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How to make your next trip to the Dentist bearable

by Chloe Baird

It’s that time again.

You’ve received a letter in the mail reminding you that it’s time for your check-up at the Dentist.

Your hands begin to shake. You break out in a cold sweat. And then you unleash an anguished cry that seems to boil up from the very depths of your soul.

OK, so maybe that’s kind of an extreme reaction to have. But if going to the Dentist fills you with a sense of dread then you’re not alone.

The Guardian reported in 2019 that around 2 million Aussies avoid or delay going to the Dentist every year.¹ While we all know that it’s important to visit the Dentist at least once a year, the truth is that many of us put off this visit until something serious forces us to go in.

So, how can you make visiting the Dentist a more bearable experience?

Dental Assistant

Top 5 ways to make your next Dentist visit easier

1. Avoid rushing

Make sure you book in a time that will mean you’re not feeling panicked about arriving late. Avoid making appointments during times where you know you’ll be rushing – like straight after work, or after picking the kids up from school.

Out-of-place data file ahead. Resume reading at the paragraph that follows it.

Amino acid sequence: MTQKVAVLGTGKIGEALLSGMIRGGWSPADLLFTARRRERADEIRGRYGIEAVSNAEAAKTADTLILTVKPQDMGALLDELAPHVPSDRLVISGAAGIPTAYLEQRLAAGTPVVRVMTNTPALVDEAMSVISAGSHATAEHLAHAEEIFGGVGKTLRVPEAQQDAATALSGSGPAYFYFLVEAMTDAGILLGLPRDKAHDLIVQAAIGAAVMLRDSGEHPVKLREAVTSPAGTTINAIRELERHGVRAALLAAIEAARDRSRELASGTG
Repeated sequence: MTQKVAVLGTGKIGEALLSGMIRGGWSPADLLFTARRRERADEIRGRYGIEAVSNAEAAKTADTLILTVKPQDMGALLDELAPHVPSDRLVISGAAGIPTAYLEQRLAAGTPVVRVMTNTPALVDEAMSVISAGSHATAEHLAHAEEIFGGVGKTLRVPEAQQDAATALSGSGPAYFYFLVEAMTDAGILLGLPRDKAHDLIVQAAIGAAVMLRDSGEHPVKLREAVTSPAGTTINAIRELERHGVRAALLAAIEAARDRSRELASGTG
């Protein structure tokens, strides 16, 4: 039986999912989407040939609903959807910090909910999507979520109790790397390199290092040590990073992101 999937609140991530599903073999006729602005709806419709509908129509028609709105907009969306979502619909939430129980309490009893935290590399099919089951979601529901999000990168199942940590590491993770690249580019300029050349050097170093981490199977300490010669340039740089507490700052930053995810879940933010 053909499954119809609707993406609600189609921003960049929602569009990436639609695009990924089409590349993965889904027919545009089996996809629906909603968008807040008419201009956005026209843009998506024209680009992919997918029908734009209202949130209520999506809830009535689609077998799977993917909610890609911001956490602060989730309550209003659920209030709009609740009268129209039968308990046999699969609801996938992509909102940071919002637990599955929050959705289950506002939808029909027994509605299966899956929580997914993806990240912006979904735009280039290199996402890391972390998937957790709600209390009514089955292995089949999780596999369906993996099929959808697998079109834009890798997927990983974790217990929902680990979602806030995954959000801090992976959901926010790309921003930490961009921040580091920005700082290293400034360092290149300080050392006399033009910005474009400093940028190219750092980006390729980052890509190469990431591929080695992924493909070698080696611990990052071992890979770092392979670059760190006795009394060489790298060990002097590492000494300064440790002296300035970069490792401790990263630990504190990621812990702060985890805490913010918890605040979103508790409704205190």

2. Let your Dentist know your concerns

It’s ok for you to let your Dentist and their assistants know that you’re a little anxious. They’ll be more than happy to do what they can to help you feel at ease. You can even ask them to walk you through the steps they’ll be taking, so you’re fully aware of what they’ll be doing while you’re in the chair.

3. Listen to music

While you’re in the chair, why not put some relaxing music on? Whatever your go-to jam is, pop your headphones in and play some music to help you relax.

4. Find a reputable Dentist

If you don’t have a regular Dentist that you visit, or are just thinking of changing, ask your friends and family if there’s anyone they can suggest. Knowing that you’re booked in with a Dentist you can trust will go a long way to helping alleviate any nerves.

5. Don’t be embarrassed

To make sure you get the most out of your visit, you need to be totally open and honest with your Dentist about your cleaning habits. Avoiding telling your Dentist about your habits will only add to your sense of anxiety. Remember – they are professionals in their field. They’re used to seeing the insides of peoples’ mouths, and they’re there to help, not judge.

How to keep your teeth and gums healthy between trips to the Dentist

To keep your teeth and gums healthy between check-ups at the Dentist, here are some easy rules to follow:

1. Brush twice a day

Do you need to brush twice a day? The simple answer is: Yes. But only 50% of Australians do.²

Brushing helps to remove plaque. Plaque can begin to form on your teeth within 4 hours of brushing, which is why it’s important that you brush twice a day. Otherwise, the bacteria from plaque can build up and destroy the enamel on your teeth, causing decay.